M109A6 Paladin: Done?

Well… the Paladin project MIGHT be finished. To tell the truth, it has some very serious flaws, but I could put it in the shelf right now and call it "done". Before I get into that, I’d better sum up how I got to that point.
The picture you see to the right is one I should have posted with the last entry. It’s a shot of the added-on antenna, made of styrene rod. It’s a simple trick. All you do is take styrene rod (in this case, very thin styrene rod), heat it–using a simple cigarette lighter–until you see it start to bend. At that point, you stretch it as far as you can without breaking it, and hold it straight as you can while it cools/hardens. Once that’s done, you just cut the antenna segment from the rod and you’re done. And yes, stretching it to just-before it breaks is tricky. I had a nice little scrap pile of "irregular" and broken stretched styrene by the time I got the three antenna that I was going to use. Once I had the antenna, I used CA glue to mount them to what I estimated to be their proper location on the Paladin turret. I had to guess because in all the reference photos I found, I never once saw an view from above of the thing. So this is all just based on my best estimates. After that, it was just a matter of painting the antenna black after the glue cured. And once I had that done–along with the very over-done washes–I glued all the parts of the Paladin together to assemble the complete beast. And it all very nearly fits on a quarter.
After that, I spray-painted the Celluclay base in Tamiya "Light Sand". Perfect color for… well… sand. I tried applying the same dabbing technique I used on the Heinrich, but it didn’t work quite as well–which is okay. It would’ve been tough to get right in-scale, anyways. While the paint was drying, I stained the wooden portion of the base using some lighter color. I think it was "honey oak" or something. In retrospect, maybe it should’ve been darker. After that, I used quick-set two-part epoxy to affix the Celluclay to the wood. And that’s where I ran into a problem. The Celluclay didn’t lie flat. I tried using clamps to hold it down while epoxy (and then CA glue) cured. I tried just holding it with my thumbs. No luck–it just didn’t lie right. From any viewing angle above 15 degrees or so, it looks fine. If you get closer than that, however, you can see a gap between the Celluclay and the wood. A nasty, ugly little gap. I’m not sure how serious it is, but I feel like I should fix it. Saturday is the local IPMS meeting, so I think I’m going to drag this thing along and ask for harsh criticism. I know a few of the club members will be judges at the regional contest next weekend, so hopefully they can give me some judge’s perspective on it. At the very least, it should please them to know that I’m trying to build something besides sci-fi.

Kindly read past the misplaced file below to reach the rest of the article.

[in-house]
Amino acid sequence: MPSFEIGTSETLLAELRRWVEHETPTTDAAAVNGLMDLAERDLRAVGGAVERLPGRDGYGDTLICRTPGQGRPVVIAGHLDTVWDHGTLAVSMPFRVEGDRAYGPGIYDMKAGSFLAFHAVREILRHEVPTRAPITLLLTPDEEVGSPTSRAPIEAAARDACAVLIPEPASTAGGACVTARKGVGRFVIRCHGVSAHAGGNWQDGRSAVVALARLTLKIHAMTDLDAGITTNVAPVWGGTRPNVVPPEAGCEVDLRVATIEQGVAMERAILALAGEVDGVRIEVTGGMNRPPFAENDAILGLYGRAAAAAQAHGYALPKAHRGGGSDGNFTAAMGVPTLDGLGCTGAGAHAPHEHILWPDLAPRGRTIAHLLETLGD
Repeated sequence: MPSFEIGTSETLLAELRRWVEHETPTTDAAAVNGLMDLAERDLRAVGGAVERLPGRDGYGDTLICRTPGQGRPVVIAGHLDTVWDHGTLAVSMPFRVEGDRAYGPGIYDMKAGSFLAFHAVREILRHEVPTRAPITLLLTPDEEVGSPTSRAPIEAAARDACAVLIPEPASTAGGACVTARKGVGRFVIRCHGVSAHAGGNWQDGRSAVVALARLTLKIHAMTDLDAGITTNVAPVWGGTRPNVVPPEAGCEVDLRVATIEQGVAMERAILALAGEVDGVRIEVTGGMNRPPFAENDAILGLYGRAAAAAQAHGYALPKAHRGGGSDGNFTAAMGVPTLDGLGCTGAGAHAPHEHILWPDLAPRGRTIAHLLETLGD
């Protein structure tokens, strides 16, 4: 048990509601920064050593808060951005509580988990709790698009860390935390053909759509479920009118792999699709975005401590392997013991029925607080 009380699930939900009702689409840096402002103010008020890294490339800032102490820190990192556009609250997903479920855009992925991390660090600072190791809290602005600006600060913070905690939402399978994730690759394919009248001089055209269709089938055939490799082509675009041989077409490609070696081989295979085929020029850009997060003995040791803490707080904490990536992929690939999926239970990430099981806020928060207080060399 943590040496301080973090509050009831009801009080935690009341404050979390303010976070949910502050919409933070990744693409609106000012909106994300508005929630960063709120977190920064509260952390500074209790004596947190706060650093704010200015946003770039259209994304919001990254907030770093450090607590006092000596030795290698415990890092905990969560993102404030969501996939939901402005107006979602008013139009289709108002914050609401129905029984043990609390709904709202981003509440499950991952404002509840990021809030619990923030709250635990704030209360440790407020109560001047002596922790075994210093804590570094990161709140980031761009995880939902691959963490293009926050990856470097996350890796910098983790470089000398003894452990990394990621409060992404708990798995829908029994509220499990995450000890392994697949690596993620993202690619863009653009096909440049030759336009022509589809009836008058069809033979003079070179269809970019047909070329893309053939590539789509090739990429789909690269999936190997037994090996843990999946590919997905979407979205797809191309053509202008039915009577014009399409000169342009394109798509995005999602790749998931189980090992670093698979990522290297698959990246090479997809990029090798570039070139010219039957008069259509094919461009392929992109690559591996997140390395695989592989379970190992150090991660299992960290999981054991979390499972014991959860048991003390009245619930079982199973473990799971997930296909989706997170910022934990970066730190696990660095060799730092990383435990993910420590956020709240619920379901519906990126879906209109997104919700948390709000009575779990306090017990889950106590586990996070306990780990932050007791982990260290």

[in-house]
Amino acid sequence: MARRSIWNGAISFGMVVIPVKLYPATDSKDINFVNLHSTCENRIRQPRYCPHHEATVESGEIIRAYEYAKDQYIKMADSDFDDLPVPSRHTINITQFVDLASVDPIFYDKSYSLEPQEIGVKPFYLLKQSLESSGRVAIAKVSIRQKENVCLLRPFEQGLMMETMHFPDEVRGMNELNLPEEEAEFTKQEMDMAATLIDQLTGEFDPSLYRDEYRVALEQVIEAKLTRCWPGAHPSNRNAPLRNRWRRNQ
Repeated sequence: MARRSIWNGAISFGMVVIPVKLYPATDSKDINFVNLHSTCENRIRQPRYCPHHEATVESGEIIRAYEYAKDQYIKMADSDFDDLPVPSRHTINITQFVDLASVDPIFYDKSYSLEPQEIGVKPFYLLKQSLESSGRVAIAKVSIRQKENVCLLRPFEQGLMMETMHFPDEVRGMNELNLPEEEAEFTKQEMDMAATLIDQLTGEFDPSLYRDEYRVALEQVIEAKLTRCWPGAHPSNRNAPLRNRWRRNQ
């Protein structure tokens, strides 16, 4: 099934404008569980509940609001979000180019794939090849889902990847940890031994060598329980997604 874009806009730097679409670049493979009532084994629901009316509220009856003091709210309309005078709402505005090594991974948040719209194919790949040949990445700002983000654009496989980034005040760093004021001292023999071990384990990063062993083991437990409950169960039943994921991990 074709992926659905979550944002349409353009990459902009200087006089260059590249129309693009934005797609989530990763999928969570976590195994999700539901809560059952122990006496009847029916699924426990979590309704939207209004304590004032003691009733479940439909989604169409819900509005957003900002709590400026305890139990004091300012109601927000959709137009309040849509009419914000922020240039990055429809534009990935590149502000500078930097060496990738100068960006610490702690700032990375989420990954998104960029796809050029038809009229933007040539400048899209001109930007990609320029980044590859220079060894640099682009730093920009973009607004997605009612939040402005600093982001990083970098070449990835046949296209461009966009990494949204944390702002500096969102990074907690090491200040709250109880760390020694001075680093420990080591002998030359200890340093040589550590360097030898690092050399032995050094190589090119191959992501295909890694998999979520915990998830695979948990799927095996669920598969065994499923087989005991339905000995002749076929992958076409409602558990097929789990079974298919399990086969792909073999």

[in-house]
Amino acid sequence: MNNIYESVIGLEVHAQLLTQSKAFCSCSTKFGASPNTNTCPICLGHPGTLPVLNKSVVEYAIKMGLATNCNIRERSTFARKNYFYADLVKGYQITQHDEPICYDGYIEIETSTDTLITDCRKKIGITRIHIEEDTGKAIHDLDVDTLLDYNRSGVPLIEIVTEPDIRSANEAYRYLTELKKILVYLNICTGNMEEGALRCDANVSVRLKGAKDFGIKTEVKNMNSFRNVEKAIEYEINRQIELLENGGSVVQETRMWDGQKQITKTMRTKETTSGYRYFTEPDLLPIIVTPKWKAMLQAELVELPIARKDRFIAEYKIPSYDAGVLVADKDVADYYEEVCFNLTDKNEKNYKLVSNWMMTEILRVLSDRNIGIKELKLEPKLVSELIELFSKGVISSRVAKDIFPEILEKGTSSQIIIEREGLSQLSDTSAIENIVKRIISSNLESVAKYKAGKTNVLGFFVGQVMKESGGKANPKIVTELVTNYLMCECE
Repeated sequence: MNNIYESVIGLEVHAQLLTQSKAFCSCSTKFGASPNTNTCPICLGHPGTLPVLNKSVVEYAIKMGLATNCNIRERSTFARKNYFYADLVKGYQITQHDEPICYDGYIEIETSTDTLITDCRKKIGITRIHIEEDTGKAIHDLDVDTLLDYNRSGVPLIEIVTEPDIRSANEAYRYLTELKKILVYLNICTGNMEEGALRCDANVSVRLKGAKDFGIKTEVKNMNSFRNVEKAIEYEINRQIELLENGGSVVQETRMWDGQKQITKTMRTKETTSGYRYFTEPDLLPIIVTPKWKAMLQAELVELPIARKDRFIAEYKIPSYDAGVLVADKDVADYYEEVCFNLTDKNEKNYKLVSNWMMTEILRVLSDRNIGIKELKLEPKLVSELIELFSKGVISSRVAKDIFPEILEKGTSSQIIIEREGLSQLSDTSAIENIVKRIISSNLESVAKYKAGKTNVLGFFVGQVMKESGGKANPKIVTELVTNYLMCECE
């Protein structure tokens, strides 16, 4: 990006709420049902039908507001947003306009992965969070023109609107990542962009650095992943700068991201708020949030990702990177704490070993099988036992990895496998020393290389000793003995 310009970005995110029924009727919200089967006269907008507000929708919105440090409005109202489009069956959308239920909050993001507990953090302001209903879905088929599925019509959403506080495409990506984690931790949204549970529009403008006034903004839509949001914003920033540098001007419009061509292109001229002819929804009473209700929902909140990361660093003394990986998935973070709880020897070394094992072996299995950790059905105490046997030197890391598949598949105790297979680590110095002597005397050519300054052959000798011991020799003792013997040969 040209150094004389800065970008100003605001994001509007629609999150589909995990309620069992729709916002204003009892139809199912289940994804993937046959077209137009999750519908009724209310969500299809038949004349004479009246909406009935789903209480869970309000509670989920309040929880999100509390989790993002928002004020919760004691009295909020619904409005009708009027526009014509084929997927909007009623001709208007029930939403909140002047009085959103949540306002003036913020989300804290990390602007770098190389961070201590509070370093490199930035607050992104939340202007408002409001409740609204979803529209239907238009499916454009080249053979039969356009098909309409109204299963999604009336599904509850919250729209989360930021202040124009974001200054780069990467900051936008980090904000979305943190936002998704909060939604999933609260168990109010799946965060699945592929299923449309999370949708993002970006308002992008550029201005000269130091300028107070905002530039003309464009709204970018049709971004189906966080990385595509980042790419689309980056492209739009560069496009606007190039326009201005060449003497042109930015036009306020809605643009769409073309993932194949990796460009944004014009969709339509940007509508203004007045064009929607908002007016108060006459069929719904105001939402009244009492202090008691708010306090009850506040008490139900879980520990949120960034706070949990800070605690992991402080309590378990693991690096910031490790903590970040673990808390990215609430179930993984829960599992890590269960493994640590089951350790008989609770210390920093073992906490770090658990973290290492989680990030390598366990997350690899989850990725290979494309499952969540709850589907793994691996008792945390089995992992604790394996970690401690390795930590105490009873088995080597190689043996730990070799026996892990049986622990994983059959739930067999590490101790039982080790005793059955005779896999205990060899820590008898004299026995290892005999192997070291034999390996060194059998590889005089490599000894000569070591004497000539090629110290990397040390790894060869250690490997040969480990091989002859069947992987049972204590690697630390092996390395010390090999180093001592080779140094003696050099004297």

So the Paladin, itself, is done–but I may be coming up with a new base for it. Fortunately, that should only be two evenings worth of work (not counting the three days it takes the celluclay to dry). Unfortunately, I’m now left with barely a week to put together the biplane entry I’v’e been wanting to work on, but haven’t even started yet: a 1:72 SPAD XII. I’ve got several possible (and accurate) paint schemes picked out, and even a 1:72 pilot ready to be painted like a French WWI aviator. The question is just sitting down at the workbench to do it. And time has been a precious commodity lately. I might not get it done. And if not, that’s no big deal. But I think I can do it in time for the contest.
And after that, it’s on to the Russian T-34.

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